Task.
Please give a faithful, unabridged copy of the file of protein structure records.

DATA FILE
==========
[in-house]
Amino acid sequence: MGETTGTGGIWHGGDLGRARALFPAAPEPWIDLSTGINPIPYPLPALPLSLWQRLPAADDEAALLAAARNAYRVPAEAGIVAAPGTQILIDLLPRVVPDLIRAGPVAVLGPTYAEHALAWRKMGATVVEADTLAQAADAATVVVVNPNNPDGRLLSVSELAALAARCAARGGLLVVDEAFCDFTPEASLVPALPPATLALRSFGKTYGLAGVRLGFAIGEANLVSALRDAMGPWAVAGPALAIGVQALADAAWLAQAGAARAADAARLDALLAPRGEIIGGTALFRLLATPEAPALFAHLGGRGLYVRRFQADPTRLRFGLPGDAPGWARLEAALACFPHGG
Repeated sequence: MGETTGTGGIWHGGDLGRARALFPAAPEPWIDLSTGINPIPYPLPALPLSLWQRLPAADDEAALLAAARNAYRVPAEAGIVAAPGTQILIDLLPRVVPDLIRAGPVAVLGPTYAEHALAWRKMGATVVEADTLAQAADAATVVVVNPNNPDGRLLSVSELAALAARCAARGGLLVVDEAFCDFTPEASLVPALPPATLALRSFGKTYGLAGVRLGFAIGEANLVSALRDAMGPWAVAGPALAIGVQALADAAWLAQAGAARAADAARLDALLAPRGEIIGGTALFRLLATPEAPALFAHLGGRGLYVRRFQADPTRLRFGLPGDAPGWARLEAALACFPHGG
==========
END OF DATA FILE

[in-house]
Amino acid sequence: MGETTGTGGIWHGGDLGRARALFPAAPEPWIDLSTGINPIPYPLPALPLSLWQRLPAADDEAALLAAARNAYRVPAEAGIVAAPGTQILIDLLPRVVPDLIRAGPVAVLGPTYAEHALAWRKMGATVVEADTLAQAADAATVVVVNPNNPDGRLLSVSELAALAARCAARGGLLVVDEAFCDFTPEASLVPALPPATLALRSFGKTYGLAGVRLGFAIGEANLVSALRDAMGPWAVAGPALAIGVQALADAAWLAQAGAARAADAARLDALLAPRGEIIGGTALFRLLATPEAPALFAHLGGRGLYVRRFQADPTRLRFGLPGDAPGWARLEAALACFPHGG
Repeated sequence: MGETTGTGGIWHGGDLGRARALFPAAPEPWIDLSTGINPIPYPLPALPLSLWQRLPAADDEAALLAAARNAYRVPAEAGIVAAPGTQILIDLLPRVVPDLIRAGPVAVLGPTYAEHALAWRKMGATVVEADTLAQAADAATVVVVNPNNPDGRLLSVSELAALAARCAARGGLLVVDEAFCDFTPEASLVPALPPATLALRSFGKTYGLAGVRLGFAIGEANLVSALRDAMGPWAVAGPALAIGVQALADAAWLAQAGAARAADAARLDALLAPRGEIIGGTALFRLLATPEAPALFAHLGGRGLYVRRFQADPTRLRFGLPGDAPGWARLEAALACFPHGG